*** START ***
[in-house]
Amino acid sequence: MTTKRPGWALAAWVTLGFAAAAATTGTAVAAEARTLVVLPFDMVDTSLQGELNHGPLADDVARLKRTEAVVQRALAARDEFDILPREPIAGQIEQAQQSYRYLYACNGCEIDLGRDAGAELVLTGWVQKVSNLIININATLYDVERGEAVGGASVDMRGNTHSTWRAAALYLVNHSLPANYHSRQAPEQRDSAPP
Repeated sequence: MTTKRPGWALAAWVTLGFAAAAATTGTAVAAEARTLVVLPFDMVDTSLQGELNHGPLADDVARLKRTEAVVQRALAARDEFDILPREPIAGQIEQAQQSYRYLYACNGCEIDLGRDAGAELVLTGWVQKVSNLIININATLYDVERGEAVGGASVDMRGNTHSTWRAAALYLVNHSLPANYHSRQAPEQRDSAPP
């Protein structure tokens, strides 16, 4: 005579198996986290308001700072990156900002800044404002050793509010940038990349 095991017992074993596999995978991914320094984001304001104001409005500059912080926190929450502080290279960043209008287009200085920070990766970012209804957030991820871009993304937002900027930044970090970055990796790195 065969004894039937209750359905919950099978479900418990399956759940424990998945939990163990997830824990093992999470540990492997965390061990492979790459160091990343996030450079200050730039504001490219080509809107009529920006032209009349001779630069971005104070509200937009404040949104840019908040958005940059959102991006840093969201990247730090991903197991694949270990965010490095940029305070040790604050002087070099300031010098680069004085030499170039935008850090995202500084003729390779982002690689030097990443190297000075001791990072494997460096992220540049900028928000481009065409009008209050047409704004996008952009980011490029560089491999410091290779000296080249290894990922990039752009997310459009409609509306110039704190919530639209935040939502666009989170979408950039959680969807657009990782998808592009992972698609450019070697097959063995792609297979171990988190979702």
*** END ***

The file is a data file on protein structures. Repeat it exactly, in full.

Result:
[in-house]
Amino acid sequence: MTTKRPGWALAAWVTLGFAAAAATTGTAVAAEARTLVVLPFDMVDTSLQGELNHGPLADDVARLKRTEAVVQRALAARDEFDILPREPIAGQIEQAQQSYRYLYACNGCEIDLGRDAGAELVLTGWVQKVSNLIININATLYDVERGEAVGGASVDMRGNTHSTWRAAALYLVNHSLPANYHSRQAPEQRDSAPP
Repeated sequence: MTTKRPGWALAAWVTLGFAAAAATTGTAVAAEARTLVVLPFDMVDTSLQGELNHGPLADDVARLKRTEAVVQRALAARDEFDILPREPIAGQIEQAQQSYRYLYACNGCEIDLGRDAGAELVLTGWVQKVSNLIININATLYDVERGEAVGGASVDMRGNTHSTWRAAALYLVNHSLPANYHSRQAPEQRDSAPP
């Protein structure tokens, strides 16, 4: 005579198996986290308001700072990156900002800044404002050793509010940038990349 095991017992074993596999995978991914320094984001304001104001409005500059912080926190929450502080290279960043209008287009200085920070990766970012209804957030991820871009993304937002900027930044970090970055990796790195 065969004894039937209750359905919950099978479900418990399956759940424990998945939990163990997830824990093992999470540990492997965390061990492979790459160091990343996030450079200050730039504001490219080509809107009529920006032209009349001779630069971005104070509200937009404040949104840019908040958005940059959102991006840093969201990247730090991903197991694949270990965010490095940029305070040790604050002087070099300031010098680069004085030499170039935008850090995202500084003729390779982002690689030097990443190297000075001791990072494997460096992220540049900028928000481009065409009008209050047409704004996008952009980011490029560089491999410091290779000296080249290894990922990039752009997310459009409609509306110039704190919530639209935040939502666009989170979408950039959680969807657009990782998808592009992972698609450019070697097959063995792609297979171990988190979702």